Personal Wealth Management / Market Analysis

As Winter Wanes, Prices Continue to Cool

Inflation is easing even more than headline data suggest.

What will the Fed do next week? That is the million dollar question for many. As recent economic data beat expectations, many presumed the Fed would have to raise rates higher for longer to quell inflation. But then came the collapse of Silicon Valley Bank, and as Fisher Investments Founder and Executive Chairman Ken Fisher has said, the only thing the Fed hates more than inflation is a banking crisis. So speculation soon shifted that the Fed will stand pat or hike by just a quarter point. As ever, we think that is unknowable—Fed decisions always are. However, today’s February inflation report shows prices are cooling regardless, which should help continue easing one of the big fears contributing to last year’s bear market.

The headline Consumer Price Index (CPI) slowed to 6.0% y/y, the slowest rate since September 2021.[i] Much of the easing came from energy prices, but “core” CPI—which excludes food and energy—slowed from 5.6% y/y in January to 5.5%.[ii] This improvement came as month-over-month headline CPI slowed just slightly, from 0.5% to 0.4%, and core CPI sped from 0.4% to 0.5%. This is your clue that the year-over-year figures are skewed from the base effect—that is, from price movements a year ago. February 2022, after all, is when energy and raw materials prices spiked in the run up to—and immediate aftermath of—Vladimir Putin’s Ukraine invasion. That bumped February 2022’s inflation rate to 7.9% y/y, and that higher price level is now the denominator in February 2023’s year-over-year rate. When the denominator jumps faster than the numerator, you get a smaller rate.

That isn’t to pooh-pooh February 2023’s improvement, but rather to ensure we are looking at the data objectively. The base effect will probably continue promoting slower annual rates for the foreseeable future, as inflation continued accelerating through June 2022. Yet month-over-month rates are also easing under the hood. The core rate got a lot of attention today as evidence that inflation is supposedly stubborn and sticky. But shelter costs—rent and owner’s equivalent rent—were the primary contributor there. They rose 0.8% m/m and represent 34% of total CPI—and over half of services CPI.[iii] That isn’t great for people trying to find affordable housing, but, crucially, it is a lagging indicator, typically lagging home prices by about 15 months. Given the well-documented weakening in residential real estate markets, it should be only a matter of time before the shelter component of CPI eases.

Meanwhile, outside shelter, there wasn’t much monthly inflation to speak of. Core goods prices—goods excluding food and energy—were flat month-over-month. Excluding shelter, services prices rose just 0.1% m/m.[iv] Yes, those figures gloss over divergence among the included categories—some jumped, some fell. But this isn’t unusual. At any point, category-specific supply and demand trends will cause prices to rise in some pockets and fall in others. Inflation refers to aggregate price trends across the broad economy—how all the extremes average out. These days, shelter aside, they are averaging out to marked disinflation.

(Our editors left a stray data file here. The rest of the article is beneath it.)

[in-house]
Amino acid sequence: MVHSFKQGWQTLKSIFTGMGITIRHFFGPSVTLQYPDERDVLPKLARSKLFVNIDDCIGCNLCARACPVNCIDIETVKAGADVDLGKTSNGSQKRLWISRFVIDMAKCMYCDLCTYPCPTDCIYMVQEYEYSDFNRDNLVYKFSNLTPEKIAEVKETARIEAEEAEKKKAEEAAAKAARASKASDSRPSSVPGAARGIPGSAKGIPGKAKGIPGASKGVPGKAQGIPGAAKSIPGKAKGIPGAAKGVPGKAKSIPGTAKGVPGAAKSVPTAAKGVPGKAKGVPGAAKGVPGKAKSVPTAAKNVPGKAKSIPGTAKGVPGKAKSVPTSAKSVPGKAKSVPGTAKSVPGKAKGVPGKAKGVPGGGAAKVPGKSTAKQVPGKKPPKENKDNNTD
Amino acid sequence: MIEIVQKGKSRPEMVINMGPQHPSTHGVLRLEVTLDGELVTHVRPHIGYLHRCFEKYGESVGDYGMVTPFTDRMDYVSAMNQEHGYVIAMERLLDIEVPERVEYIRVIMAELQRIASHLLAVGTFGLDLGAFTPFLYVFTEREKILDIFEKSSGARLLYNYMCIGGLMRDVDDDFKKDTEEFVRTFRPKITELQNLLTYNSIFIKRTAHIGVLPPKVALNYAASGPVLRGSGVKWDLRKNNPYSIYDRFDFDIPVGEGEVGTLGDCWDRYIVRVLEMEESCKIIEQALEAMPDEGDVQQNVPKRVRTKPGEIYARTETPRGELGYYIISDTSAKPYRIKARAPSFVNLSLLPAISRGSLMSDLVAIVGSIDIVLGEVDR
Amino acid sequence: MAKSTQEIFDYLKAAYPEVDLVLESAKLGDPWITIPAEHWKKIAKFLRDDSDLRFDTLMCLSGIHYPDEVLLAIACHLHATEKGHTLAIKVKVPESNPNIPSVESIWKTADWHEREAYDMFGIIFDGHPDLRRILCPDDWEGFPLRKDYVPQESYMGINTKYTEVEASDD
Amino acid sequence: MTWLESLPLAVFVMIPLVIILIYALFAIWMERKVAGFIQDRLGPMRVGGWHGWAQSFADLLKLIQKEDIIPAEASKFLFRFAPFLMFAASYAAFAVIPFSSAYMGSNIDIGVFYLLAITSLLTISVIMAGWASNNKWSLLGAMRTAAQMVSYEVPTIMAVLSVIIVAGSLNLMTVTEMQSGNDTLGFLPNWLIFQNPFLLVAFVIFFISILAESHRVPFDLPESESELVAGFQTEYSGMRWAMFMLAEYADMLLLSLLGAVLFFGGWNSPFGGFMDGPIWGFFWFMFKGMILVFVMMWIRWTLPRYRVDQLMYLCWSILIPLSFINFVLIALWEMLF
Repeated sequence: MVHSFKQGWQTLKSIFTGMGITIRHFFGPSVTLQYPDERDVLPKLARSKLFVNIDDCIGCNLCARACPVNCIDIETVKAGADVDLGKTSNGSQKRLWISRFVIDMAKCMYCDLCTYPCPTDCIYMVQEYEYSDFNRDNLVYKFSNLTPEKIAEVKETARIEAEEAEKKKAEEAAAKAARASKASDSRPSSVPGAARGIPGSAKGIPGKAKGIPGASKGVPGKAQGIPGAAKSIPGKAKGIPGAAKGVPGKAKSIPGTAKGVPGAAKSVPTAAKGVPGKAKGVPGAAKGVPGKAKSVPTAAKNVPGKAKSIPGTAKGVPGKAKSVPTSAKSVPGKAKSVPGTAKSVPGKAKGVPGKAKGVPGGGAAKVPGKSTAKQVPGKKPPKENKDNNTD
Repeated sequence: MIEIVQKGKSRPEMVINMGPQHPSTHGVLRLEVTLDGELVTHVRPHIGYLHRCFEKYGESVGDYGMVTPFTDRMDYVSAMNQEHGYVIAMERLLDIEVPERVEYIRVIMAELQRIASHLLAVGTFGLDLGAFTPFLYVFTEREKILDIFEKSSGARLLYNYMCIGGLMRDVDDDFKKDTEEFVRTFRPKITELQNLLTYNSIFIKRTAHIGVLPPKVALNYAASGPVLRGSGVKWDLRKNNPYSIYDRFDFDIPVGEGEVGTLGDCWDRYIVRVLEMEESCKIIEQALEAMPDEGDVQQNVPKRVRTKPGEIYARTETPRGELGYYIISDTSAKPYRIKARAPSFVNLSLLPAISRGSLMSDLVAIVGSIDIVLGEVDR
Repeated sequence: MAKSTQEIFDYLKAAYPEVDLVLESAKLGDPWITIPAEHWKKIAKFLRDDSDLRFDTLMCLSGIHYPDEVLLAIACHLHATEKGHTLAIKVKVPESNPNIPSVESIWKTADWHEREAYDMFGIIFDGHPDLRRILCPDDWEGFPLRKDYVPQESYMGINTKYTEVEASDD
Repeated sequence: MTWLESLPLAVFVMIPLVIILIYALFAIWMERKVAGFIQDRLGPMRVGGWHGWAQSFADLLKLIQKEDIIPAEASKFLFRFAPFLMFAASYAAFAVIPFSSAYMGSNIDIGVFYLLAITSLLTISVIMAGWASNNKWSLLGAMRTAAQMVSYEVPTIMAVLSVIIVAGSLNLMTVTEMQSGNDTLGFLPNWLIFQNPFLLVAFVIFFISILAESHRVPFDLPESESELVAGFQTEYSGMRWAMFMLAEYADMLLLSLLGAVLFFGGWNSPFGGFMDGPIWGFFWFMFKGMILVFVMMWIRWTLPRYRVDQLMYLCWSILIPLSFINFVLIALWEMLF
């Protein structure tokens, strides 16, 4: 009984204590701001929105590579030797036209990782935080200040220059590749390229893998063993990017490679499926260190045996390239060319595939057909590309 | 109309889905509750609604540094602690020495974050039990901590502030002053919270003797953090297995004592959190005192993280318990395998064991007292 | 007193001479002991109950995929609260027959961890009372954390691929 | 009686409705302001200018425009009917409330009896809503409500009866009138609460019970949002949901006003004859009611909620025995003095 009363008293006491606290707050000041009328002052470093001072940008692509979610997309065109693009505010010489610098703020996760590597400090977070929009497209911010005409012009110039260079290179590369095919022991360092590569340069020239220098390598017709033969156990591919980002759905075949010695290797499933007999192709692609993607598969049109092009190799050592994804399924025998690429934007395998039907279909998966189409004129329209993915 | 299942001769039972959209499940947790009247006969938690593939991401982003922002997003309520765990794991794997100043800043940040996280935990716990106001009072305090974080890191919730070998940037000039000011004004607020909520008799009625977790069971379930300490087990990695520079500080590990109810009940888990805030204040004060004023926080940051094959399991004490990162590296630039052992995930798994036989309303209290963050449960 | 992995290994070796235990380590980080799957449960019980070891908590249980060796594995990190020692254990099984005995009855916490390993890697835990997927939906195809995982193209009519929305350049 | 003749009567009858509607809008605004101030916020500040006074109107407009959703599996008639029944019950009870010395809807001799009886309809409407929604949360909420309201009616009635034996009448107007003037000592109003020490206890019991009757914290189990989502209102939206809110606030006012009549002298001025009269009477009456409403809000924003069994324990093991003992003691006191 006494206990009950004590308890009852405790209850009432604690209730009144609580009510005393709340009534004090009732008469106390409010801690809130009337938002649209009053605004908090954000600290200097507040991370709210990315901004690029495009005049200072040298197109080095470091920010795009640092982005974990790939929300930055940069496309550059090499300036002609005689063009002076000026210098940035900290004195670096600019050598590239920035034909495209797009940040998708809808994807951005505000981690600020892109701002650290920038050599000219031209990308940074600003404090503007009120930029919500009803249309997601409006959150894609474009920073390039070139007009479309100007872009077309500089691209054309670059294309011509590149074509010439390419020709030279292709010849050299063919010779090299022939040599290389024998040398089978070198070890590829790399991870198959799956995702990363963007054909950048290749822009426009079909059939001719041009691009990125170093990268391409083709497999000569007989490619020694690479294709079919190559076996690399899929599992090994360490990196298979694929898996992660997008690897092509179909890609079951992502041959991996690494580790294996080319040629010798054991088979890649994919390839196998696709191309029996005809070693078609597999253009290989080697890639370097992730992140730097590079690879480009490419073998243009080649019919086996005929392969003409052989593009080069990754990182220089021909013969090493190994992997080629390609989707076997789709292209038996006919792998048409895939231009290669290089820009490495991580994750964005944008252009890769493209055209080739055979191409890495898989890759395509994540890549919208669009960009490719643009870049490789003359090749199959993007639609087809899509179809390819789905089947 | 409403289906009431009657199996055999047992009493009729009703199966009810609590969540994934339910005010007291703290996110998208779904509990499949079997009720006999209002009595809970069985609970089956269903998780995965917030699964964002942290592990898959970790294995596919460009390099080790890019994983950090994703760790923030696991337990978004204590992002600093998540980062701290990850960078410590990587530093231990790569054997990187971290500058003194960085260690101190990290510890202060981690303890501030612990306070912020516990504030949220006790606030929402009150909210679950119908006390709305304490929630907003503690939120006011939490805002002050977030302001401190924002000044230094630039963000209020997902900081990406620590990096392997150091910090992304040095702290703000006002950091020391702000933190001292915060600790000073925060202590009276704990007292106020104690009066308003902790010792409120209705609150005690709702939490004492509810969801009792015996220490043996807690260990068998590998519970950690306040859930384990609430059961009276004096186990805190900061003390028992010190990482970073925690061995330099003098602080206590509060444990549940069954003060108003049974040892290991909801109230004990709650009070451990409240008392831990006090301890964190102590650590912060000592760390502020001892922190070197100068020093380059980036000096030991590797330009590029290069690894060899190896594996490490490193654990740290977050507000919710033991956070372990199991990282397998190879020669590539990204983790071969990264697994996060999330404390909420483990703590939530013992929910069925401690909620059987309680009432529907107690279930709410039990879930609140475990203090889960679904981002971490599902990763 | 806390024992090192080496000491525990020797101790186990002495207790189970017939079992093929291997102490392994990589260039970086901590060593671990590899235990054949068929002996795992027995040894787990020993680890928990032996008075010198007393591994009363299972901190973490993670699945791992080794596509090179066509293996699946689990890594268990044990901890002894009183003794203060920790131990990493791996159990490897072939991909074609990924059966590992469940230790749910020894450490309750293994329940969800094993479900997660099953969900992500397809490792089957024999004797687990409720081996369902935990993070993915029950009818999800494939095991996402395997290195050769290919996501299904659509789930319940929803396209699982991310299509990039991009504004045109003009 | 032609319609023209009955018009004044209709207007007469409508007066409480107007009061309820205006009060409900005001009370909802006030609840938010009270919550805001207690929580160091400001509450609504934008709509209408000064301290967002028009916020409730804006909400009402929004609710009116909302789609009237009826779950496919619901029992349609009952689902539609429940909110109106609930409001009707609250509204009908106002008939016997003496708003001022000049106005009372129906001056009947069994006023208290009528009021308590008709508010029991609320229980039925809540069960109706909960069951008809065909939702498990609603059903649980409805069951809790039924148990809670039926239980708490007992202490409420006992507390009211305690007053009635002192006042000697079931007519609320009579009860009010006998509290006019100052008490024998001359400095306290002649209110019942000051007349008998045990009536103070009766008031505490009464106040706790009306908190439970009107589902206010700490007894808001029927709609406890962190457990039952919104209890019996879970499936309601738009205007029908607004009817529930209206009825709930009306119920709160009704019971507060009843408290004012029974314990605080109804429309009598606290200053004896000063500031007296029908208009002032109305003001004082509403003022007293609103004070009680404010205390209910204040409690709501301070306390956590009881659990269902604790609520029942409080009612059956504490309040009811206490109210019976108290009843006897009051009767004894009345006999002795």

To us, this is good news. We think it shows economic developments thus far are happening despite the Fed, not because of it. The Fed influences economic growth insofar as its interest rate moves influence loan growth. Since banks haven’t had to pass Fed rate hikes onto depositors to compete for business thus far, their net interest margins have widened—borrowing short and lending long is more profitable, supporting fast loan growth. That has helped GDP grow despite rate hikes. Meanwhile, supply-side inflation factors have improved—and money supply has slowed significantly despite fast loan growth—helping prices ease. In other words, the Fed just doesn’t have the amount of economic control most people ascribe to it, but inflation is cooling anyway.

Therefore, whether or not the Fed raises rates next week, we don’t think it should matter much to prices looking forward. Now, the caveat to all of this is that it isn’t yet clear how the Silicon Valley Bank saga—which we will have more commentary on for you later this week—will affect loan growth and how much banks pay for deposits. It will take a few weeks for this to start showing in the data, so we will be watching closely. But it also seems highly unlikely that banking crisis fears would trigger much faster inflation, as they add incentives for banks to reduce risk. And notwithstanding the potential for regional banking wobbles to stoke more short-term volatility, we think continued improvement on the inflation front is likely to keep helping sentiment throughout this year, even if that happens in fits and starts.

[i] Source: FactSet, as of 3/14/2023.

[ii] Ibid.

[iii] Ibid.

[iv] Ibid.

If you would like to contact the editors responsible for this article, please message MarketMinder directly.

*The content contained in this article represents only the opinions and viewpoints of the Fisher Investments editorial staff.

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